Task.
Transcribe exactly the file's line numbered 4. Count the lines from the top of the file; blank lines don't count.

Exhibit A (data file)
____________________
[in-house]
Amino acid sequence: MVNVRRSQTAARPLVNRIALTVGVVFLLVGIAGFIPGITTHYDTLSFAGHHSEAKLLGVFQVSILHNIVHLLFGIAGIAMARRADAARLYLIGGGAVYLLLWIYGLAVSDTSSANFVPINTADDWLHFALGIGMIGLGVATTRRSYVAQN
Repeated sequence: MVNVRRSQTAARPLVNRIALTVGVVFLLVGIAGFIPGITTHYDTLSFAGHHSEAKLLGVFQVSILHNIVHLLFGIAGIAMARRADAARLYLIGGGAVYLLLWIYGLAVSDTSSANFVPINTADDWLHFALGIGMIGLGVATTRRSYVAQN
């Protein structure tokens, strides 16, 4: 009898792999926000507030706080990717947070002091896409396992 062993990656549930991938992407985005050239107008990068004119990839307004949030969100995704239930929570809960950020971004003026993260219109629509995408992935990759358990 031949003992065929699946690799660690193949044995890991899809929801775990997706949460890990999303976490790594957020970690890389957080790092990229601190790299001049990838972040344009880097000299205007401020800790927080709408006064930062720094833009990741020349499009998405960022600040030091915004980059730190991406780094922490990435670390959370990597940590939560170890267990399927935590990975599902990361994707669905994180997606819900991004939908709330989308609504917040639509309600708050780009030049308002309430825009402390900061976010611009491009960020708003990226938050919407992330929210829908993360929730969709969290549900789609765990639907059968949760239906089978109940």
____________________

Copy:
């Protein structure tokens, strides 16, 4: 009898792999926000507030706080990717947070002091896409396992 062993990656549930991938992407985005050239107008990068004119990839307004949030969100995704239930929570809960950020971004003026993260219109629509995408992935990759358990 031949003992065929699946690799660690193949044995890991899809929801775990997706949460890990999303976490790594957020970690890389957080790092990229601190790299001049990838972040344009880097000299205007401020800790927080709408006064930062720094833009990741020349499009998405960022600040030091915004980059730190991406780094922490990435670390959370990597940590939560170890267990399927935590990975599902990361994707669905994180997606819900991004939908709330989308609504917040639509309600708050780009030049308002309430825009402390900061976010611009491009960020708003990226938050919407992330929210829908993360929730969709969290549900789609765990639907059968949760239906089978109940």